icon arrow-down icon arrow-left icon arrow-right icon arrow-up icon bars logo of american-express logo of visa logo of mastercard logo of paypal icon stripe logo of discover icon credit-card icon mail icon facebook icon rss icon google-plus icon instagram icon linkedin icon phone icon pinterest icon play-btn icon add btn icon search icon shopping-cart icon tag icon close little close icon icon trash icon user icon vimeo icon whatsapp icon youtube icon oxxo icon spei icon twitter icon fancy icon grid view icon list icon like icon tumblr logo of diners

GMAT Reading Comprehension: ¿en qué consiste?

READING COMPREHENSION

En estas preguntas tendrás que leer un pasaje de tamaño variable, y con base en él tendrás que contestar de 2 a 4 preguntas. En promedio, de tus 36 preguntas de verbal, 12 serán de reading comprehension, por lo que es muy importante que te prepares adecuadamente para estas preguntas. Principalmente, ponen a prueba qué tan rápido eres de leyendo y hasta qué punto eres capaz de inferir información del texto. De reading comprehension, se cubren los siguientes temas:

  • Idea principal: Estas preguntas están relacionadas con el propósito principal del texto, lo cual es, en gran medida, poder recuperar la idea principal de este. 
  • Detalle específico: La lectura tendrá ideas secundarias que la apoyan. Estas incluyen datos, aseveraciones, u otro tipo de información que abunda la idea principal. Las preguntas de detalle específico pedirá que comprendas este tipo de ideas y las logres ejemplificar para terminar un enunciado.
  • Inferencia: Estas preguntas te pedirán extraer conclusiones a raíz de la lectura, no solo del tema del que se habla, sino de los propósitos del autor o de alguna aseveración que haya en el texto.

Para ejemplificar las preguntas, lee el siguiente texto, tomado del paper llamado “Contribution of Neuroimaging Studies to Understanding Development of Human Cognitive Brain Functions” (Morita, Asada & Naito, 2016): Recent advances in non-invasive human neuroimaging have provided researchers in the emerging field of social brain science with insights into the workings of consciousness and social cognition. Of special interest is the medial prefrontal cortex (MPFC), a region of the brain associated with memory, fear, and, perhaps, prejudice.Fears create memories, and those memories appear to be stored in the amygdala. This same region also seems to create memories that counter those fears, though these memories are then stored in the MPFC. Neuroimages show that nerves from the MPFC project into the amygdala, providing the mechanism for suppressing the fear response. As one might expect, rodents with MPFC damage have a decreased ability to deal with certain fears.MPFC activity also seems to correlate with self-referential judgments and memory. The dorsal MPFC in particular shows heightened activity during introspective mental activity. Interestingly, there is a reduction in ventral MPFC activity when individuals are involved in tasks that demand attention. This indicates that cognitive activity can decrease certain emotional processing. Other differences between these two areas of the MPFC have been noted. The ventral region becomes more engaged when an individual is shown photographs of strangers whose political beliefs—so the viewer is told—are similar to those of the person viewing the photograph, but the dorsal region becomes more active when the photographs are of individuals with whom the viewer does not share the same political perspective.As long ago as the 19th century, scientists knew that damage to the MPFC interfered with social skills while leaving other mental skills untouched. With our newfound ability to actually observe mental activity in both healthy and impaired individuals without recourse to surgery, we have entered into an area that is sure to provide us with information about ourselves that will prove to be of enormous interest and great usefulness.Antes de proceder a las preguntas, recuerda que no solo debes leer el texto, sino comprender actitudes, propósitos y objetivos detrás. El autor con sus palabras tiene algo qué dar a conocer más allá del texto. Eso es lo que te preguntarán en varias ocasiones en la sección de reading comprehension. Además, como se hacen varios cuestionamientos relacionados con el texto, intenta interiorizarlo, para no caer en errores comunes al realizar prácticas como el scanning. Pregunta 1 - Idea principalWhat is the primary purpose of the passage?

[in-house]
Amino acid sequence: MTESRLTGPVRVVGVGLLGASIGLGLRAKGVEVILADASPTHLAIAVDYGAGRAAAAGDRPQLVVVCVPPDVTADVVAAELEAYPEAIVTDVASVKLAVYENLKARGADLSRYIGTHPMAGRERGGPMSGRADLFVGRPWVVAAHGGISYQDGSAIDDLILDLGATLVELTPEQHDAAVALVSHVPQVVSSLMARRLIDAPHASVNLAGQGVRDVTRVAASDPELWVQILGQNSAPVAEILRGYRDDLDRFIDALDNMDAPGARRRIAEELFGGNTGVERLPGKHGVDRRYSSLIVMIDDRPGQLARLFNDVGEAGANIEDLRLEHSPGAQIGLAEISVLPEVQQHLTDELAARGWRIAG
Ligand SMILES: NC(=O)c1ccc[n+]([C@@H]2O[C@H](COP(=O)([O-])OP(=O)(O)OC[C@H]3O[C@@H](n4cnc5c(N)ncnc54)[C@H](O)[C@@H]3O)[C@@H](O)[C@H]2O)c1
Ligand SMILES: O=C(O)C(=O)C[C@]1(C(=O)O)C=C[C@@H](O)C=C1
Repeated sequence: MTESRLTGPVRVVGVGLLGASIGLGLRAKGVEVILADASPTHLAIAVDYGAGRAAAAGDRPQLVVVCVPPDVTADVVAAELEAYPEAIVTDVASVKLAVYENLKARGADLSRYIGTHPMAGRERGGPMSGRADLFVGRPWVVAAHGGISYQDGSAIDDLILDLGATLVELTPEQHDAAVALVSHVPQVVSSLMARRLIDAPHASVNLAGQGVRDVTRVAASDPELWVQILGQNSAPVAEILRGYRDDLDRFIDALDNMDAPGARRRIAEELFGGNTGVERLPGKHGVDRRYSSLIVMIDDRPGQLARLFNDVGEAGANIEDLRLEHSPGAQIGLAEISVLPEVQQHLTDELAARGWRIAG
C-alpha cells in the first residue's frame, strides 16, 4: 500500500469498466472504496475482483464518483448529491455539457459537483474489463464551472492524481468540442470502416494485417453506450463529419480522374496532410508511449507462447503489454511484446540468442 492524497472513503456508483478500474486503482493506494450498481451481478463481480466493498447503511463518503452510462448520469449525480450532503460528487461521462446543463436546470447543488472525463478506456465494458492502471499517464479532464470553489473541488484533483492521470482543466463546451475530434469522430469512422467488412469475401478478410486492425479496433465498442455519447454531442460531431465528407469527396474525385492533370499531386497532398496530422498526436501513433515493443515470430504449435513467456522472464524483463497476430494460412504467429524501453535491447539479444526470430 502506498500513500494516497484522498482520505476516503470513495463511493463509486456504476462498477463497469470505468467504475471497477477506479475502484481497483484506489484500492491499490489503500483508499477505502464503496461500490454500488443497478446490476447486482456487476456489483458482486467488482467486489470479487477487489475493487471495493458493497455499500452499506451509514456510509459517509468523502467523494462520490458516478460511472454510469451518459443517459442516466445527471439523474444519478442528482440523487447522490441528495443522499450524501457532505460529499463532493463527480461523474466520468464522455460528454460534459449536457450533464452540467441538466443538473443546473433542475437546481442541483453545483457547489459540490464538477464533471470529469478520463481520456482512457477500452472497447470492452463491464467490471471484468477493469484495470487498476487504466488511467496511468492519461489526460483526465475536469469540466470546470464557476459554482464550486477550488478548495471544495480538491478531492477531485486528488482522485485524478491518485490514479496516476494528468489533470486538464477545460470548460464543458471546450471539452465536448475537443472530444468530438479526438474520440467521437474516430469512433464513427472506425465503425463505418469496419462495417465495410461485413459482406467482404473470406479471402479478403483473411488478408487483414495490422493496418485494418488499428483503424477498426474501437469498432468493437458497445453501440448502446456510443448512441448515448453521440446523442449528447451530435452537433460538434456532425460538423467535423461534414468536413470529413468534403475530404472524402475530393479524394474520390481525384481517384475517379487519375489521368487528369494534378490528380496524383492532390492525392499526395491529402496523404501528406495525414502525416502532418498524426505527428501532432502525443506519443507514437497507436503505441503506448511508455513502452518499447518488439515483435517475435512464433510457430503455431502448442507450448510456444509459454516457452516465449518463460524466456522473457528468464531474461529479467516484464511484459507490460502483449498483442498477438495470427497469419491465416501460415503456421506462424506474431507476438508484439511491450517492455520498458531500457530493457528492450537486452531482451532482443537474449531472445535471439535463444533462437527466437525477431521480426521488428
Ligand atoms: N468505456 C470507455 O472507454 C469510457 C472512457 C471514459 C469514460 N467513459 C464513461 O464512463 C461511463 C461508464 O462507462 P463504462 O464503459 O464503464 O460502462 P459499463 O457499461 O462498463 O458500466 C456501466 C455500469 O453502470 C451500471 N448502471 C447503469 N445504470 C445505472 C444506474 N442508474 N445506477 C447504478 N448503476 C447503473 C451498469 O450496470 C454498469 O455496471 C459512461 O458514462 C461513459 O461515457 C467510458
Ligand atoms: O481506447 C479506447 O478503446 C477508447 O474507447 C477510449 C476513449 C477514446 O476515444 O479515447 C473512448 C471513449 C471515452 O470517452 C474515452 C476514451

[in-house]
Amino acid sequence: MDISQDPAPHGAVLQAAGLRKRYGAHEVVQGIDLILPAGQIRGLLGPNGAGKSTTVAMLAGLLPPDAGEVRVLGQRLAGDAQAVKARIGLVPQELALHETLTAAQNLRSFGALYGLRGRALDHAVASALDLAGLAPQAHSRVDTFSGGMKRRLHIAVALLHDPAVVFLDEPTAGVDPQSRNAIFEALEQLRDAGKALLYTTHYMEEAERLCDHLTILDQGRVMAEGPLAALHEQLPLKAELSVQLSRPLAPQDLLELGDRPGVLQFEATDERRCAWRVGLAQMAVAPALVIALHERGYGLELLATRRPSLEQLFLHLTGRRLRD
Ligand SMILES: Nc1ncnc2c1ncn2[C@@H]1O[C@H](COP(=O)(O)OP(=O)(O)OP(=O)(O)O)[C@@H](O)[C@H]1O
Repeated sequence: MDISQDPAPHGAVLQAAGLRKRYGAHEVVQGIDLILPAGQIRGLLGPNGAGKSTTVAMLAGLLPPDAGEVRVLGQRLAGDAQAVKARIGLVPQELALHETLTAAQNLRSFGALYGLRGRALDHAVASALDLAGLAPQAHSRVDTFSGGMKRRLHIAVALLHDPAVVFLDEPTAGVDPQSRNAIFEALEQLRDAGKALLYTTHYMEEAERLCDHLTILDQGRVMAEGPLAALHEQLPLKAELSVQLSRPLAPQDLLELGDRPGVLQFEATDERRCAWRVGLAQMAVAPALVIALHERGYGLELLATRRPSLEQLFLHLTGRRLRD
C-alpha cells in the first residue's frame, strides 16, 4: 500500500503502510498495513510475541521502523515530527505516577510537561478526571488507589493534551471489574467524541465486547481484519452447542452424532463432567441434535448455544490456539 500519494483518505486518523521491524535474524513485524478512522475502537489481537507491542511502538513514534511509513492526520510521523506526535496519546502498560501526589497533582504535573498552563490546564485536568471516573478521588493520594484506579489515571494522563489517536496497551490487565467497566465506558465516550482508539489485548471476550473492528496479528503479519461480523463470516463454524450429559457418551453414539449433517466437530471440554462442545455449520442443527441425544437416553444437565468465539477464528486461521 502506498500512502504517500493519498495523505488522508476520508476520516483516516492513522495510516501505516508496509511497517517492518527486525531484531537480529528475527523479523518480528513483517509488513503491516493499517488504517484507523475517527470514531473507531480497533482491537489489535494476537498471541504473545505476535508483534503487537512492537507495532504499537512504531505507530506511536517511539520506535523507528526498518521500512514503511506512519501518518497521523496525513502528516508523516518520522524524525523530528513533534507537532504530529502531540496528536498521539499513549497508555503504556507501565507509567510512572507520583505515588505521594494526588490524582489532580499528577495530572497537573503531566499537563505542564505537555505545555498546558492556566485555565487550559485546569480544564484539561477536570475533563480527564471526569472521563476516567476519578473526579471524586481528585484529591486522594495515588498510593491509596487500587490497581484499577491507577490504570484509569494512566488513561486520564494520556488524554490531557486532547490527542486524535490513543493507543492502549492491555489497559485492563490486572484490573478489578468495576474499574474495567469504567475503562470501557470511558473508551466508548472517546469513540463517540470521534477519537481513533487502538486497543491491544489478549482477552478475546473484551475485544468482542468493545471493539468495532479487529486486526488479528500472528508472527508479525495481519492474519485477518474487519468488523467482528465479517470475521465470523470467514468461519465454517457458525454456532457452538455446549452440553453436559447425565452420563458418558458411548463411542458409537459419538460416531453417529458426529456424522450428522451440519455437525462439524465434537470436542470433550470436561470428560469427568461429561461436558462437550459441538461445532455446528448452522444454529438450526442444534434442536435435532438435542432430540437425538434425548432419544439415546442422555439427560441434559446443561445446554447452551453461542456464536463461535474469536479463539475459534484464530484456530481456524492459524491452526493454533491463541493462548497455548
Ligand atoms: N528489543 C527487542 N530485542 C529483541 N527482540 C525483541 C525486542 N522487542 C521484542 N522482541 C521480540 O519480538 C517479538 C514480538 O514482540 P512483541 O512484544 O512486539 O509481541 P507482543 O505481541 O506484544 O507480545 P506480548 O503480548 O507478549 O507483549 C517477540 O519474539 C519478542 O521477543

• Highlight some of the work being done in a new field
  • Discuss technological breakthroughs
  • Illustrate the advantages of non-invasive brain research
  • Show similarities between apparently differing research methods
  • Demonstrate the extent to which our knowledge of the brain has increased in recent years

Pregunta 2 - Detalles específicosAccording to the passage, it is likely that the memories that allay fears are ...

  • Formed in the dorsal and ventral MPFC
  • Related to memories that form prejudices
  • Created and stored in different parts of the brain
  • Able to be manipulated in rats through neuroimaging procedures
  • Affected by tasks that demand attention

Pregunta 3 - InferenciaWhich of the following can be inferred from the passage about ventral MPFC?

  • It is in direct contact with the amygdala
  • It is involved in emotional processing
  • It was first identified in the 19th century
  • It is not involved in the storing of memories relating to fears
  • It is smaller than the dorsal MPFC

Ten en cuenta que para muchas personas que presentan el GMAT el inglés es su primer lengua. Sería como si tú presentarás un examen de español. No porque seas nativo, significa que vas a tener un puntaje perfecto en ese examen. De allí resulta que saber inglés no es lo mismo que comprender el inglés.